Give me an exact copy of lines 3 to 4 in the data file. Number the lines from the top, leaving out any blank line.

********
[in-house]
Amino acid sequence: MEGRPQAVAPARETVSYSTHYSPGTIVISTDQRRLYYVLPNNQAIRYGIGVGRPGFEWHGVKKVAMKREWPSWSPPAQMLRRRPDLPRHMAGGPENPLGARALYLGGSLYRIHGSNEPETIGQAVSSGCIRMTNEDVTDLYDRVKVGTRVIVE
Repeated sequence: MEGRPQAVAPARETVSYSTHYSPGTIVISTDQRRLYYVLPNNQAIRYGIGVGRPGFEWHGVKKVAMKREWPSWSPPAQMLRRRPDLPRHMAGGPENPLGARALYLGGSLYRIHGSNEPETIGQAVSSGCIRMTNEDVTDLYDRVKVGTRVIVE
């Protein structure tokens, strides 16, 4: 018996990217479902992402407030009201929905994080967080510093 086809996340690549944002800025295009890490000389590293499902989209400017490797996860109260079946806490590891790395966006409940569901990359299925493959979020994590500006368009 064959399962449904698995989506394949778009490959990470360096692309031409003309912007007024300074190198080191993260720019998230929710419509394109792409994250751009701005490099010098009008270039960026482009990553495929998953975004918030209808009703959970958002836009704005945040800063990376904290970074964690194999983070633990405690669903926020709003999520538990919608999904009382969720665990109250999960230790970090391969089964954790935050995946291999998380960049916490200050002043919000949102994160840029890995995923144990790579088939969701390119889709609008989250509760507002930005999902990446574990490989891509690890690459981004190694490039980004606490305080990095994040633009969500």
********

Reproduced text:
Repeated sequence: MEGRPQAVAPARETVSYSTHYSPGTIVISTDQRRLYYVLPNNQAIRYGIGVGRPGFEWHGVKKVAMKREWPSWSPPAQMLRRRPDLPRHMAGGPENPLGARALYLGGSLYRIHGSNEPETIGQAVSSGCIRMTNEDVTDLYDRVKVGTRVIVE
């Protein structure tokens, strides 16, 4: 018996990217479902992402407030009201929905994080967080510093 086809996340690549944002800025295009890490000389590293499902989209400017490797996860109260079946806490590891790395966006409940569901990359299925493959979020994590500006368009 064959399962449904698995989506394949778009490959990470360096692309031409003309912007007024300074190198080191993260720019998230929710419509394109792409994250751009701005490099010098009008270039960026482009990553495929998953975004918030209808009703959970958002836009704005945040800063990376904290970074964690194999983070633990405690669903926020709003999520538990919608999904009382969720665990109250999960230790970090391969089964954790935050995946291999998380960049916490200050002043919000949102994160840029890995995923144990790579088939969701390119889709609008989250509760507002930005999902990446574990490989891509690890690459981004190694490039980004606490305080990095994040633009969500």